Type: Trad, 80 ft
FA: John Long and Richard Harrison, 1977
Page Views: 10,740 total · 52/month
Shared By: Murf on Dec 31, 2001
Admins: C Miller, Greg Opland, M. Morley, Adam Stackhouse, Salamanizer suchoski, Justin Johnsen, Vicki Schwantes

You & This Route

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You are made to respect this route early, as you have to crawl to the base, located in an alcove. The exposure starts here, with the alcove 30 feet above the talus, and the valley spread out a few hundred feet below.

A stiff layback starts out the route, keep pulling until you feel the opposite wall at your back. Continue to the handrail, traverse into the light, and contemplate the move over the roof. The exposure is thrilling at this point, enjoy it. Pull the move, clipping the bolts, and clamber to the top.

Descend via a chimmney to the back (Wild Gravity) of the formation.


Good range from finger sized to 3-4 inch, 2 bolts (1/4", 5/16").
Back in the day, Dick Cilly TR'd the offwidth roof crack direct!!! Probably 5.HARD Dec 18, 2003
We went out there Sunday to check it out. Seemed like it would be difficult/awkward to protect the roof move(s). I am wondering if people use a big cam at the lip, and if so, will a #4 camalot work or do you have to bring a #5 up there? Nov 29, 2004
Ran it out. Nov 29, 2004
C Miller
C Miller   CA  
My recollection of the gear is this - after getting a piece in the horizontal rail (near the lip) you make some cool, airy moves across to the stance with the two bolts and then finish up the wide crack above. You may want a 4" piece (a #5 Camalot will most likely be too large) after the bolts, but if you've made it that far you shouldn't need it as it gets low-angled after a move or two. Nov 29, 2004
Russ Walling
Russ Walling   www.FishProducts.com
Sorry Sewell... never happened. Cilley never tried it.

I tried it on toprope but it was too contrived as you bang into the walls with your head and back and whatnot. Got out a ways and gave up due to the fact you could probaby just chimney the thing. Here is a pic of the TR try.....

fishproducts.com/supertopo/… Dec 5, 2006
Will S
Joshua Tree
Will S   Joshua Tree
The most memorable route I've done in the monument. Five stars for the novelty value and position.

Chris's gear notes are right on the money. Largest piece we had was a #4 camalot and used that at the beginning of the roof. There's a large slung chockstone at the start of the roof about where we placed the 4, so you could potentially leave the big cams at home. Jan 16, 2007
John D
John D  
I placed a 4.5 after the chockstone. Apr 9, 2007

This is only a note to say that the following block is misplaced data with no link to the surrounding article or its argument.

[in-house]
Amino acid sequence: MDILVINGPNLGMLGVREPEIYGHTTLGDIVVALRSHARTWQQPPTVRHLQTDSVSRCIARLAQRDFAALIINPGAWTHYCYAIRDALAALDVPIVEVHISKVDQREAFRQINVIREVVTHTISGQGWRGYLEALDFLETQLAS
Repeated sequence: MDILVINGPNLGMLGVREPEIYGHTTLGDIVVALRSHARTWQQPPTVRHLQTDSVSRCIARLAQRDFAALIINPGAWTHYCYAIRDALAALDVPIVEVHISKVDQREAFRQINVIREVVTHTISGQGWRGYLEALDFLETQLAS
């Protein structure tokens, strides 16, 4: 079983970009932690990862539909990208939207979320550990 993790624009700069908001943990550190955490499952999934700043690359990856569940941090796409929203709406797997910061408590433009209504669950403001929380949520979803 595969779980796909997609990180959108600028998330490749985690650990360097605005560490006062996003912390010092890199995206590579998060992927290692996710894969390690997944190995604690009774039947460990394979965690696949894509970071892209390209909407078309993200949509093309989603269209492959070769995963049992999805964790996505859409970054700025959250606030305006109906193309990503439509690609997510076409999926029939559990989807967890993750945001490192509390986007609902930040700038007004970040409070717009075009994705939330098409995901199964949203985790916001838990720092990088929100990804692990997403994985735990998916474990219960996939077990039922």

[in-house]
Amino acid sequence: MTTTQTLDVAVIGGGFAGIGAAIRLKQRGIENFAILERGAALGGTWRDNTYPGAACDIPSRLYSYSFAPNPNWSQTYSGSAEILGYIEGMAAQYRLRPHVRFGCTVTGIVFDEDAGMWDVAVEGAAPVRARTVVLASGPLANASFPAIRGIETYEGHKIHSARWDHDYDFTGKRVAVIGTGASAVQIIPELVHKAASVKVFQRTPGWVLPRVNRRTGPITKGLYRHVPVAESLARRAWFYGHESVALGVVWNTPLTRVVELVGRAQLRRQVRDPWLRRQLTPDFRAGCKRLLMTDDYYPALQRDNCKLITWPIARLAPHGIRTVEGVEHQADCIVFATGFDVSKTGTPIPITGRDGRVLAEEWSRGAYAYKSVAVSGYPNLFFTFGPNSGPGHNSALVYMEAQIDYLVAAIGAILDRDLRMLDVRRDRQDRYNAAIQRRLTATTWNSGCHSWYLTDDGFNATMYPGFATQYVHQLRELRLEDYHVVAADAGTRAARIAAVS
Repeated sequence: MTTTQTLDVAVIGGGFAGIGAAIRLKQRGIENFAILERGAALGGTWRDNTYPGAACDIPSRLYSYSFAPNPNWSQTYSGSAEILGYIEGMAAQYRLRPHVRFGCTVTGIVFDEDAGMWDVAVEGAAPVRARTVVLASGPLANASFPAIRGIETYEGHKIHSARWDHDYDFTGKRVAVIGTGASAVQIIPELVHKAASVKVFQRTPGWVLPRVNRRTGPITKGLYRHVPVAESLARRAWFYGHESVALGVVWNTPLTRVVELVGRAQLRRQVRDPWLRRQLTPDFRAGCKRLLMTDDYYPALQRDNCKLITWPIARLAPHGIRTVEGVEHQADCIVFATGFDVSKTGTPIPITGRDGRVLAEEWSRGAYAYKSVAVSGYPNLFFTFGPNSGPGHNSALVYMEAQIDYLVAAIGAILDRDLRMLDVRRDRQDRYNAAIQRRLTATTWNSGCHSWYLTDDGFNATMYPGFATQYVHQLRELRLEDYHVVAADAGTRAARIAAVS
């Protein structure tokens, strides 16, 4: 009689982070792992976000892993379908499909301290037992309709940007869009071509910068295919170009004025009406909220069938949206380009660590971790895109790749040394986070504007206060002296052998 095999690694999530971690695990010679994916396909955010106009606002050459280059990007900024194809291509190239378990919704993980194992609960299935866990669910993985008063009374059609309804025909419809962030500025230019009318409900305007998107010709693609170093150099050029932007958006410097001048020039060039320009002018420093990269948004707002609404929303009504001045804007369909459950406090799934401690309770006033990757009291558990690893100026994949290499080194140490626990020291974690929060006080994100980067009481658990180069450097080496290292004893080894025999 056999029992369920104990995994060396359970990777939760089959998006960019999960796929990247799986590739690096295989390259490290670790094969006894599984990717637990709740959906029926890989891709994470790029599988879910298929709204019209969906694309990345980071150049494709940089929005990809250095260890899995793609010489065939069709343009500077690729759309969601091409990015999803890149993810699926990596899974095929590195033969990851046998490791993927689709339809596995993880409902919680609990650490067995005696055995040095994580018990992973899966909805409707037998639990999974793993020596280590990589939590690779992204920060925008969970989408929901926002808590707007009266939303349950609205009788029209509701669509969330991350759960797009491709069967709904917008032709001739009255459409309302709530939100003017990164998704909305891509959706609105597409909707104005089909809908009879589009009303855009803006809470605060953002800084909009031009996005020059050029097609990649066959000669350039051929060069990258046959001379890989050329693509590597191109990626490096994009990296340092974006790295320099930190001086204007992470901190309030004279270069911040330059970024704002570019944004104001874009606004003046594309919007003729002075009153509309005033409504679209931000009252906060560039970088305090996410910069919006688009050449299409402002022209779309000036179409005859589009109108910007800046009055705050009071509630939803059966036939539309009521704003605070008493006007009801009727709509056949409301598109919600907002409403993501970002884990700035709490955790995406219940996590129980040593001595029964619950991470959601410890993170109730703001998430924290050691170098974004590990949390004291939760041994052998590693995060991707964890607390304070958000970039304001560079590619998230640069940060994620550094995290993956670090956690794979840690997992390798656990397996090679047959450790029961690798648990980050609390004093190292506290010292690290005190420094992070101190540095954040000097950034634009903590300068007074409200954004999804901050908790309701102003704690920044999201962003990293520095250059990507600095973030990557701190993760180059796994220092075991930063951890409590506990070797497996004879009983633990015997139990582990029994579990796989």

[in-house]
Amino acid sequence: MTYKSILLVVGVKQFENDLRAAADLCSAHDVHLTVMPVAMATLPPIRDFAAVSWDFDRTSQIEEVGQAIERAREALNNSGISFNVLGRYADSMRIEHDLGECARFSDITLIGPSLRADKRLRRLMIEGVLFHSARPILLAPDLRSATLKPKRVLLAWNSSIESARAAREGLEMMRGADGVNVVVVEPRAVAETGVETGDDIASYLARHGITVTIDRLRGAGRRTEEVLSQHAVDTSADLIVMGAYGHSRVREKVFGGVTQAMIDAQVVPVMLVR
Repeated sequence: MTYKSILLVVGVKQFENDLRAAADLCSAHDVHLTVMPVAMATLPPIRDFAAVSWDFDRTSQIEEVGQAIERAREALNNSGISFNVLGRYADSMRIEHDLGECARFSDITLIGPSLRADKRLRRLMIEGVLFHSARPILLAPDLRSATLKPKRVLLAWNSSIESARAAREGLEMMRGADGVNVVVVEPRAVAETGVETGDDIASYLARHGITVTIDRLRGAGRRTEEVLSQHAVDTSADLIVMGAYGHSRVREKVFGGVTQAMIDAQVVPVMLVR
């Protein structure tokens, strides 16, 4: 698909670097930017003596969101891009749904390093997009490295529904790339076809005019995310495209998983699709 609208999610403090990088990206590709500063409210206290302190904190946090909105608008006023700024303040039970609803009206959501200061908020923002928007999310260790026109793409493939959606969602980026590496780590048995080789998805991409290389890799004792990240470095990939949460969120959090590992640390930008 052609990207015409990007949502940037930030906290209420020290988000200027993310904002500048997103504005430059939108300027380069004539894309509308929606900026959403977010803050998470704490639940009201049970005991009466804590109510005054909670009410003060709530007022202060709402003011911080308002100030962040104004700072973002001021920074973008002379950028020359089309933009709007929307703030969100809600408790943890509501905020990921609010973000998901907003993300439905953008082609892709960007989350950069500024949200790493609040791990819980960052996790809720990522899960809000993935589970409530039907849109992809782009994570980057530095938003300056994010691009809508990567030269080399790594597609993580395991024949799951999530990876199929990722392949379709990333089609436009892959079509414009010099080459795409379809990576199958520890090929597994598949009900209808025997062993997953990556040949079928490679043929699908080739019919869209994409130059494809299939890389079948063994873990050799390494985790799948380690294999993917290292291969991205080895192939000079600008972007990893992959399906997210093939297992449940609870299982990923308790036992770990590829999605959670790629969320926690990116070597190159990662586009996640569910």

Scotty Nelson
Scotty Nelson   Boulder
I wonder how people protected this route back in the day (without a big cam)? Did they tie off the chockstone, or just run it out to the lip? Feb 26, 2008
Ryan Kelly
Ryan Kelly   work.
If you can get up the lieback at the start then doing the traverse without pro really shouldn't be much of an issue; the edge is quite positive. However, there's webbing hanging off the chockstone, so why not. May 14, 2008
Santa Cruz, CA
sam.f   Santa Cruz, CA
I guess this is a bit more updated beta, but I definitely didn't see a threaded chockstone, much less any chockstone at all. FYI. Mar 18, 2009
John Long
Venice, CA
John Long   Venice, CA
The exciting thing on the FA was that we hadn't top roped the thing first and didn't know it it would go or how hard the lip was going to be. So that made it tricky traversing out there with no pro wondering what if anything I might get in out there. That fact that the lower crack is the crux was not imaginable on the FA, the upper b it looked so hard. Go figure . . . Jul 19, 2011
Possibly my favorite 5.10 out there and--Echoing John's comments--also one of my proudest leads. When I cast off on the thing it was a true onsight. I had no beta at all, no idea about the handrail, etc. Really felt like I was going for it on something that looks way more desperate than it is. I too was shocked to find the first 10 feet are the crux... Dec 8, 2011
Tim Wolfe
Salt Lake City, UT
Tim Wolfe   Salt Lake City, UT  
This is a total circus trick hoot of a climb. I do it every time I visit Jtree for the novelty and to scare the hell out of whomever I am with. Once under the route looking up everyone I have taken refuses to lead it (the first time) even though the crux is in the first 10 feet (you can't see the hand rail so assume you will be offwidthing the roof). Anyone who has not done this route really needs to get on it - totally safe and good protection with unbelievable position. At the final roof you can even get leg jams and hang upside down for a hero shot if you want. Mar 21, 2012
J Kazu
Los Angeles, CA
J Kazu   Los Angeles, CA
An appropriate name for a visionary route. Pure joy leading this. Feb 7, 2015
One of my favorites at Jtree. The starting lay back is a bear! Feb 13, 2015
Matt Hagny
Matt Hagny  
5 stars! My new favorite in the park! Nov 22, 2017
Jake Ramsey
Yosemite, CA
Jake Ramsey   Yosemite, CA
Holy hell the layback is so slick!!! Worse than any route I’ve done in the valley. A #5 would be nice to protect the start of the traverse out the roof, a #4 is too small. Mar 1, 2018